Oklahoma v. Atchison, Topeka & Santa Fe Ry. Co. - 220 U.S. 277 (1911)
U.S. Supreme Court
Oklahoma v. Atchison, Topeka & Santa Fe Ry. Co., 220 U.S. 277 (1911)
Oklahoma v. Atchison, Topeka
& Santa Fe Railway Company
No. 13, Original
Argued February 23, 1911
Decided April 3, 1911
220 U.S. 277
While the territorial condition lasts, the governmental power of Congress over a territory and its inhabitants is exclusive and paramount, except as restricted by the Constitution.
An act of Congress, regulating railway charges of a railway in a territory until a state government is formed and providing that thereafter such state shall have authority to regulate the charges ceases to be of force on the admission of such state into the Union, and thereafter the state can fix such charges subject only to the constitutional rights of the railway, and so held as to §§ 1-4 of the Act of July 4, 1884, c. 179, 23 Stat. 73.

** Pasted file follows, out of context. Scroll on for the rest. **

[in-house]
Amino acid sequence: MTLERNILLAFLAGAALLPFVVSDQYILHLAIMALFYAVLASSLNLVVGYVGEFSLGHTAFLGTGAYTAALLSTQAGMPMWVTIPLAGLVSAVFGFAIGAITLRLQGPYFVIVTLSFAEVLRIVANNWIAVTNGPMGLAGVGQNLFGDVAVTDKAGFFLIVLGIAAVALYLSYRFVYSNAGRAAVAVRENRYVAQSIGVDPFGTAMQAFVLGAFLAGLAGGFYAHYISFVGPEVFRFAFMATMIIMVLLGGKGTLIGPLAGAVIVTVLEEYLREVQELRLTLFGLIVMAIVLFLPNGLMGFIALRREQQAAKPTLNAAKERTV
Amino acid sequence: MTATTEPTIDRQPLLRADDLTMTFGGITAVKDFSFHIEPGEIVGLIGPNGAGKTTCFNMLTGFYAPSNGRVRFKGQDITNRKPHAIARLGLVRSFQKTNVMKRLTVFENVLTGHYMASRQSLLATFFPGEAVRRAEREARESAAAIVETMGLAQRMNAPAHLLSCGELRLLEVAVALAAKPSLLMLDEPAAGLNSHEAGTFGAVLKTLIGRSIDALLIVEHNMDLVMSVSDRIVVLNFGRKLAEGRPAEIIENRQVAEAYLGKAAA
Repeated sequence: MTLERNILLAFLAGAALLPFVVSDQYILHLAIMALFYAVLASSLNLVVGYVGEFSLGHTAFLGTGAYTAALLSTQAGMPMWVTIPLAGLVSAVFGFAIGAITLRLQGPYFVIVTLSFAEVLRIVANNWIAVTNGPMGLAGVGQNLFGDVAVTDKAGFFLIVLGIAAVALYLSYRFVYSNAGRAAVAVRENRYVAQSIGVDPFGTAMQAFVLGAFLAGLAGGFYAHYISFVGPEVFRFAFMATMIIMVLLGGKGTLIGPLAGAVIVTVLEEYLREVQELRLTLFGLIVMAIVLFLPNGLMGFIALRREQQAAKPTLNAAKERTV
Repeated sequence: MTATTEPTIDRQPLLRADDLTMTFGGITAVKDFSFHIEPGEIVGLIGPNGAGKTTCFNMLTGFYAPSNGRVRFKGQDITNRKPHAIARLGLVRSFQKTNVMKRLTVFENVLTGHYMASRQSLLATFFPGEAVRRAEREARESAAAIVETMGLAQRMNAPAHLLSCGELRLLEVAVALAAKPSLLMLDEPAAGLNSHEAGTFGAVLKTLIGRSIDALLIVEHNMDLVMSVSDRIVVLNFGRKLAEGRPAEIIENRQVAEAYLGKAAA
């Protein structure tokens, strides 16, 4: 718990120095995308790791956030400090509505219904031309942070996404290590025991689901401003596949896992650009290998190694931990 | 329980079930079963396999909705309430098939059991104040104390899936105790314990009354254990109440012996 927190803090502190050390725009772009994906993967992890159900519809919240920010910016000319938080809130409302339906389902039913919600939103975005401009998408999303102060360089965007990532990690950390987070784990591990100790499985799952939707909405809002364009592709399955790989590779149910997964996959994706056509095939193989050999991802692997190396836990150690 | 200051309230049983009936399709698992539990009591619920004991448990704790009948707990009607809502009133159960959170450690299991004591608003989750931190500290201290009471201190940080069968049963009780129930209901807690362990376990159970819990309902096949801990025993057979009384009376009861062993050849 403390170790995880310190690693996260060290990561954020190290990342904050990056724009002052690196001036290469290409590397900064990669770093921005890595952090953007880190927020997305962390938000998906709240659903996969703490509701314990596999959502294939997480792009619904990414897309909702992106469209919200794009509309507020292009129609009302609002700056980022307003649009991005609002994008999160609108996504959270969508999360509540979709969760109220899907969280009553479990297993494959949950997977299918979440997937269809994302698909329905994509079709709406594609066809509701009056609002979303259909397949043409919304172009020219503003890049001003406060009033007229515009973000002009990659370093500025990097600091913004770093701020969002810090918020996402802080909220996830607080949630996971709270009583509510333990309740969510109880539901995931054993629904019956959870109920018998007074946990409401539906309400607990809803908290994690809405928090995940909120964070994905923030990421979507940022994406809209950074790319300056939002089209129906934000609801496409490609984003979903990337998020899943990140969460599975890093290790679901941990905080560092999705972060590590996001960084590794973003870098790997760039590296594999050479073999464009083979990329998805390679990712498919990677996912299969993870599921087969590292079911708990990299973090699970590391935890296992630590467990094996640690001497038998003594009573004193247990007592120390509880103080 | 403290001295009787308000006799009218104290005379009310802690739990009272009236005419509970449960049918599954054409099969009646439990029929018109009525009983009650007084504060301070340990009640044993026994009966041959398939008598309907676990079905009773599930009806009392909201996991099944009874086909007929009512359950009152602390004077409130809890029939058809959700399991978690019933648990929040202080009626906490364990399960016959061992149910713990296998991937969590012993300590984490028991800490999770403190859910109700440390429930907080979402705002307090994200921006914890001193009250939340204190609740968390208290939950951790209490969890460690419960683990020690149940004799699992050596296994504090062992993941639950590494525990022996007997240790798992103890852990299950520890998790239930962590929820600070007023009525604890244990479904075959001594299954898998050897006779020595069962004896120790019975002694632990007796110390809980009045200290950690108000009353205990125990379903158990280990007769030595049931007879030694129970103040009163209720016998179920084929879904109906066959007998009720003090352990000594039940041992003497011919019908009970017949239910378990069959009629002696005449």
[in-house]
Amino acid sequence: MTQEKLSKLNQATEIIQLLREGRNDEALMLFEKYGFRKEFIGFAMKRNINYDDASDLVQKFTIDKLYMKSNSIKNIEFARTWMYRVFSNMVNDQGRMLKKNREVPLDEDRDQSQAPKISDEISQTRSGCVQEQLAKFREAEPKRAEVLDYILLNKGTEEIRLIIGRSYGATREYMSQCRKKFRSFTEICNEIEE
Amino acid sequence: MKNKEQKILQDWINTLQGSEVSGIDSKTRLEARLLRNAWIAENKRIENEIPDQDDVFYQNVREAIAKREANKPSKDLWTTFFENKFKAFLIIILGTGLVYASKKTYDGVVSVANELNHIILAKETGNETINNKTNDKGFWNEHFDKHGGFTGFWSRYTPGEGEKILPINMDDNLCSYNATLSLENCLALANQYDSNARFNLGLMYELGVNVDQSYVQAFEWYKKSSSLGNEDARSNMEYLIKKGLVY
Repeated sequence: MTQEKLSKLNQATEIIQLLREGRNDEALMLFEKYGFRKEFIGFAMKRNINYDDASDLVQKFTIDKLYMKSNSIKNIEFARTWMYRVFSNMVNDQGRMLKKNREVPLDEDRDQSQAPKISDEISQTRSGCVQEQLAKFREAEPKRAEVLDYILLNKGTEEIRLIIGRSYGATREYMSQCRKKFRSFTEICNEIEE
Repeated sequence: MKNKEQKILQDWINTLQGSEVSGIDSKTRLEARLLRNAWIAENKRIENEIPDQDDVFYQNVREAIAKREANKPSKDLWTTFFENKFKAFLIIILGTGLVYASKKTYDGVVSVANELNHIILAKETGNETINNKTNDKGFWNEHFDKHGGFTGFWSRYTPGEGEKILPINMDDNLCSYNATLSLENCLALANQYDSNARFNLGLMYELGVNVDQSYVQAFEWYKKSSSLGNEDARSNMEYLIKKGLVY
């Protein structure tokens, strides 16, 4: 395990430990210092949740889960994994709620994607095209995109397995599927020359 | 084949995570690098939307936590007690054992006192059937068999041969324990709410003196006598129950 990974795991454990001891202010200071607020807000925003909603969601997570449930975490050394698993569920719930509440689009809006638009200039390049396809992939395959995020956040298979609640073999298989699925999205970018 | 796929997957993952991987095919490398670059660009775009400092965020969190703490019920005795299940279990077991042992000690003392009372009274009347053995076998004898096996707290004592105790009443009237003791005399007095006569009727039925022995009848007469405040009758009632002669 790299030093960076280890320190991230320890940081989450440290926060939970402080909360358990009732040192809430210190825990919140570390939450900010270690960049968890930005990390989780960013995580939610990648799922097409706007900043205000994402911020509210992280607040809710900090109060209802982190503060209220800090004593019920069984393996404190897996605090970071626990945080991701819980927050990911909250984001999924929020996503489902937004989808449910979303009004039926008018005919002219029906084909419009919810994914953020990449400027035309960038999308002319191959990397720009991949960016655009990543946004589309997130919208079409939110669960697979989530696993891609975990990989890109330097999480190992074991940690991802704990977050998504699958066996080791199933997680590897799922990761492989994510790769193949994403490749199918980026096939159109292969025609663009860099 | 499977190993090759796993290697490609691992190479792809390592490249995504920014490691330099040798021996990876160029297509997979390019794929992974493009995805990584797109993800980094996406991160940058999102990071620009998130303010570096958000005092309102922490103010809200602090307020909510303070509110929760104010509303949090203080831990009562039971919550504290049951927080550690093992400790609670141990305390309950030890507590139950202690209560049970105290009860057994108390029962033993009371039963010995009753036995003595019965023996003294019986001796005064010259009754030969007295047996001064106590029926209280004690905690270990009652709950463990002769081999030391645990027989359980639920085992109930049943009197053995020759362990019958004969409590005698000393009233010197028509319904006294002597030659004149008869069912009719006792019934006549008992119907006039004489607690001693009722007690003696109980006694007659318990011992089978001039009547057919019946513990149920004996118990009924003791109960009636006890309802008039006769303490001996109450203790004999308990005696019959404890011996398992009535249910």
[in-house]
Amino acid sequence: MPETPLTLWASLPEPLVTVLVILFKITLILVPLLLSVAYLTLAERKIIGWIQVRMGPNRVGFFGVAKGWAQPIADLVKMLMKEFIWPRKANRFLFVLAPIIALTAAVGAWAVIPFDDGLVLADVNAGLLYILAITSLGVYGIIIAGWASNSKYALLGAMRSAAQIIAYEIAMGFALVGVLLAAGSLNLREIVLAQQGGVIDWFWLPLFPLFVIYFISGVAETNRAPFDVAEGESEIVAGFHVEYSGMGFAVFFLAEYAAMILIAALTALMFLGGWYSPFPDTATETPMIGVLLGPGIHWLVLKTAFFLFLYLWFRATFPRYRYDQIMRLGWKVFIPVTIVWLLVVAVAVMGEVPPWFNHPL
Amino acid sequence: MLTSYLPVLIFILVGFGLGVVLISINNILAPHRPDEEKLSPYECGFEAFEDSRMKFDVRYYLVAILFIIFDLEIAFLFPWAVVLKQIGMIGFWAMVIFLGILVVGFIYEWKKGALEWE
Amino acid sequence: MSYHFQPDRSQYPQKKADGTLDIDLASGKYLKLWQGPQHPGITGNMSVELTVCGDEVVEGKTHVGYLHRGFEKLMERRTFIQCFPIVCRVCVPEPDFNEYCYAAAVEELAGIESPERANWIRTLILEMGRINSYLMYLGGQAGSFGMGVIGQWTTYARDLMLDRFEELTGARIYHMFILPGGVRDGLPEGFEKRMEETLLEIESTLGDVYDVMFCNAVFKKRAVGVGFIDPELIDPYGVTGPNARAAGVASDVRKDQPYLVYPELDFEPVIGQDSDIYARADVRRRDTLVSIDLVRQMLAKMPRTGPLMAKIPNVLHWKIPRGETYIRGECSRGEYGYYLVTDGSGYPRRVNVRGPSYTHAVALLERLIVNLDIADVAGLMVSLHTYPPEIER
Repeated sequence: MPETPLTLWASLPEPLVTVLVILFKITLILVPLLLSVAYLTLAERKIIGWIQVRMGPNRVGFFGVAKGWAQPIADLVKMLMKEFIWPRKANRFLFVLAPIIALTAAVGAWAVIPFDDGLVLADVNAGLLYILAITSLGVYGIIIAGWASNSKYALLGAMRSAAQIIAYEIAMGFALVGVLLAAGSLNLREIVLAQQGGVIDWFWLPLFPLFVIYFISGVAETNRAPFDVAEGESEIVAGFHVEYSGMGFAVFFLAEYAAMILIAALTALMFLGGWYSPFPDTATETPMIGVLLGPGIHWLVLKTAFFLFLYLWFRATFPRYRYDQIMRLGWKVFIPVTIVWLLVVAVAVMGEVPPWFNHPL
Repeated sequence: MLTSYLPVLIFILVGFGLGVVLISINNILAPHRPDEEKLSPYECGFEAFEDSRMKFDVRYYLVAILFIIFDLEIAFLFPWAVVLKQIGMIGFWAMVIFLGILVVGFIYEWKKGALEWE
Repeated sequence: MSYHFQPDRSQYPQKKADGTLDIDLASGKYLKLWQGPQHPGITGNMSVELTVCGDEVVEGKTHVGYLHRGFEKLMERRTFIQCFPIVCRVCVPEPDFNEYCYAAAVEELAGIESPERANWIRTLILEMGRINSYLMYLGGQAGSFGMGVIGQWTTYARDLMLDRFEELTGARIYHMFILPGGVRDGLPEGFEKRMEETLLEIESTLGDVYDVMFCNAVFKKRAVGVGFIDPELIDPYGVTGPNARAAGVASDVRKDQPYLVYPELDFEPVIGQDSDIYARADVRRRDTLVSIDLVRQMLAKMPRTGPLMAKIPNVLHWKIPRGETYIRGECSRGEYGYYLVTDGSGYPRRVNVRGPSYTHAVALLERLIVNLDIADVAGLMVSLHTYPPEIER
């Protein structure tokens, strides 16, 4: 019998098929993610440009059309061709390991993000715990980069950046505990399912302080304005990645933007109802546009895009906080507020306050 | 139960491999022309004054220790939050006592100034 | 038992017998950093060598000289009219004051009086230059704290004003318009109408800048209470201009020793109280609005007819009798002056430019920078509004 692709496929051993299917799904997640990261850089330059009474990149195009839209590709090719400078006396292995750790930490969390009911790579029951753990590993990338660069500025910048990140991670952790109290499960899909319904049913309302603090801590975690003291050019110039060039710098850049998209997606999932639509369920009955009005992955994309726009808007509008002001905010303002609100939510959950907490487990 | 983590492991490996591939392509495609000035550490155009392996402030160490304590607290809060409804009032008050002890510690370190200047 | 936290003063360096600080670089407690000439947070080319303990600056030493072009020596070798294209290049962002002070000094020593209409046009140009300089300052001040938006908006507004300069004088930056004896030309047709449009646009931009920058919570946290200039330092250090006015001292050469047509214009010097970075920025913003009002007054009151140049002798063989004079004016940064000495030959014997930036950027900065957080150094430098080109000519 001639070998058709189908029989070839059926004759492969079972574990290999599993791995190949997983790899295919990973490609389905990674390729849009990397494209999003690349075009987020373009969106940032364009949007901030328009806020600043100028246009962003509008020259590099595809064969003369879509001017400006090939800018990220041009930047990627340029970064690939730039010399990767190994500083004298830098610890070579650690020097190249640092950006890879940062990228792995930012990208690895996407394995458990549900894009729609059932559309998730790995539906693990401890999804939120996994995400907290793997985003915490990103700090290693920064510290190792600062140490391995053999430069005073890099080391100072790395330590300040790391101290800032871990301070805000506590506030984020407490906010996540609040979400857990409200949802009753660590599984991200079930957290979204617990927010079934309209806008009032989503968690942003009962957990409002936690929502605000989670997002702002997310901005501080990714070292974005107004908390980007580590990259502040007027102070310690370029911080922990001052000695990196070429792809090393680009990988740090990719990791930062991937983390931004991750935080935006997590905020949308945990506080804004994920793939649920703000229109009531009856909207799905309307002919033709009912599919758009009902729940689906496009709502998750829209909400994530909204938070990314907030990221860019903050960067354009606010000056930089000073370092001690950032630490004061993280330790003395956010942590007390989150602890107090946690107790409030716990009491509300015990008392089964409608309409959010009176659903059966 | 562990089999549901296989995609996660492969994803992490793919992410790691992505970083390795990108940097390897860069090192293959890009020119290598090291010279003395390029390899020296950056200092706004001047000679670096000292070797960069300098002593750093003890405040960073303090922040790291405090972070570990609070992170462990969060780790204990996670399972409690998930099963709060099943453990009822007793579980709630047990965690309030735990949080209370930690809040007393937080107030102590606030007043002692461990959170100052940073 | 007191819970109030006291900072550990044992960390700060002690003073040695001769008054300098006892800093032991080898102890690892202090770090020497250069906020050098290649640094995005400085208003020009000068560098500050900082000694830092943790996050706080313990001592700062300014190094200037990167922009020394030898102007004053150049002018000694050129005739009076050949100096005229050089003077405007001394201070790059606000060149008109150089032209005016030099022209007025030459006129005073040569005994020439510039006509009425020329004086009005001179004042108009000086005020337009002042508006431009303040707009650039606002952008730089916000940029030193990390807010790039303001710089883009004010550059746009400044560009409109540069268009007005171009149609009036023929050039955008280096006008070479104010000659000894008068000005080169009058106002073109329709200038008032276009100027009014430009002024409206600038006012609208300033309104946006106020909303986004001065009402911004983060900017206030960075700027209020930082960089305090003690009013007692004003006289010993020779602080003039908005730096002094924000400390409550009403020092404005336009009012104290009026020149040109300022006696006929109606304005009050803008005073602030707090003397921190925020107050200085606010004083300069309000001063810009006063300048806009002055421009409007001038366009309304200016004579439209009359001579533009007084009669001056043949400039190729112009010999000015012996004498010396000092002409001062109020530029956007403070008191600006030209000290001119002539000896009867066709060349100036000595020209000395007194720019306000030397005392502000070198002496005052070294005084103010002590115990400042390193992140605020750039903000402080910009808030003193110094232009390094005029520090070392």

A state, in its corporate capacity, has no such interest in the rights of shippers as to entitle it to maintain an original action in this Court against the carrier to restrain it from charging unreasonable rates within its jurisdiction. Louisiana v. Texas, 176 U. S. 1.
The original jurisdiction conferred by the Constitution on this Court does not include every cause in which the state elects to make itself a party to vindicate the rights of its people or to enforce its own laws or public policy against wrong done generally.
The facts, which involve the construction of the provisions of the Constitution of the United States conferring original jurisdiction on this Court in controversies in which a state is a party, are stated in the opinion.